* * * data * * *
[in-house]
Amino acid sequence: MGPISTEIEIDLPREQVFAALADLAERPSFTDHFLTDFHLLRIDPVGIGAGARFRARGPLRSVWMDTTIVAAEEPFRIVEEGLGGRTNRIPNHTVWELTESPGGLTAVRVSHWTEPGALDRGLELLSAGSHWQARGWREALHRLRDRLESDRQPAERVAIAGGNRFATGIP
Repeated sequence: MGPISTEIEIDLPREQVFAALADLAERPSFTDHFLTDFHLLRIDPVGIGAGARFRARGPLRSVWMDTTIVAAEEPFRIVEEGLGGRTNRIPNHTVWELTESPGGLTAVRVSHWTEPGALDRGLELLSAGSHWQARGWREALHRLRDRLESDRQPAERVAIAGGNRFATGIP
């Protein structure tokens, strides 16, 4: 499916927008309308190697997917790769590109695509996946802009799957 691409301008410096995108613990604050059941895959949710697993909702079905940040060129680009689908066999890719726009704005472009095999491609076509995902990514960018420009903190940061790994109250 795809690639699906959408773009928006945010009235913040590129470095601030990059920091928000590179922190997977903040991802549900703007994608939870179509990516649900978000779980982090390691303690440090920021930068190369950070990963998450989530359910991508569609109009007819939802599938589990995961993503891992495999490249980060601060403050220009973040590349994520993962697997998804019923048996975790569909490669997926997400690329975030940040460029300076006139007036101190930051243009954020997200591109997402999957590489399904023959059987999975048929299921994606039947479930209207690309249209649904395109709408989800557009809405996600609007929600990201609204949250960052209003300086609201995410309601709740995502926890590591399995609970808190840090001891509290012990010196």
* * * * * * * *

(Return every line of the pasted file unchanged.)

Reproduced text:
[in-house]
Amino acid sequence: MGPISTEIEIDLPREQVFAALADLAERPSFTDHFLTDFHLLRIDPVGIGAGARFRARGPLRSVWMDTTIVAAEEPFRIVEEGLGGRTNRIPNHTVWELTESPGGLTAVRVSHWTEPGALDRGLELLSAGSHWQARGWREALHRLRDRLESDRQPAERVAIAGGNRFATGIP
Repeated sequence: MGPISTEIEIDLPREQVFAALADLAERPSFTDHFLTDFHLLRIDPVGIGAGARFRARGPLRSVWMDTTIVAAEEPFRIVEEGLGGRTNRIPNHTVWELTESPGGLTAVRVSHWTEPGALDRGLELLSAGSHWQARGWREALHRLRDRLESDRQPAERVAIAGGNRFATGIP
């Protein structure tokens, strides 16, 4: 499916927008309308190697997917790769590109695509996946802009799957 691409301008410096995108613990604050059941895959949710697993909702079905940040060129680009689908066999890719726009704005472009095999491609076509995902990514960018420009903190940061790994109250 795809690639699906959408773009928006945010009235913040590129470095601030990059920091928000590179922190997977903040991802549900703007994608939870179509990516649900978000779980982090390691303690440090920021930068190369950070990963998450989530359910991508569609109009007819939802599938589990995961993503891992495999490249980060601060403050220009973040590349994520993962697997998804019923048996975790569909490669997926997400690329975030940040460029300076006139007036101190930051243009954020997200591109997402999957590489399904023959059987999975048929299921994606039947479930209207690309249209649904395109709408989800557009809405996600609007929600990201609204949250960052209003300086609201995410309601709740995502926890590591399995609970808190840090001891509290012990010196």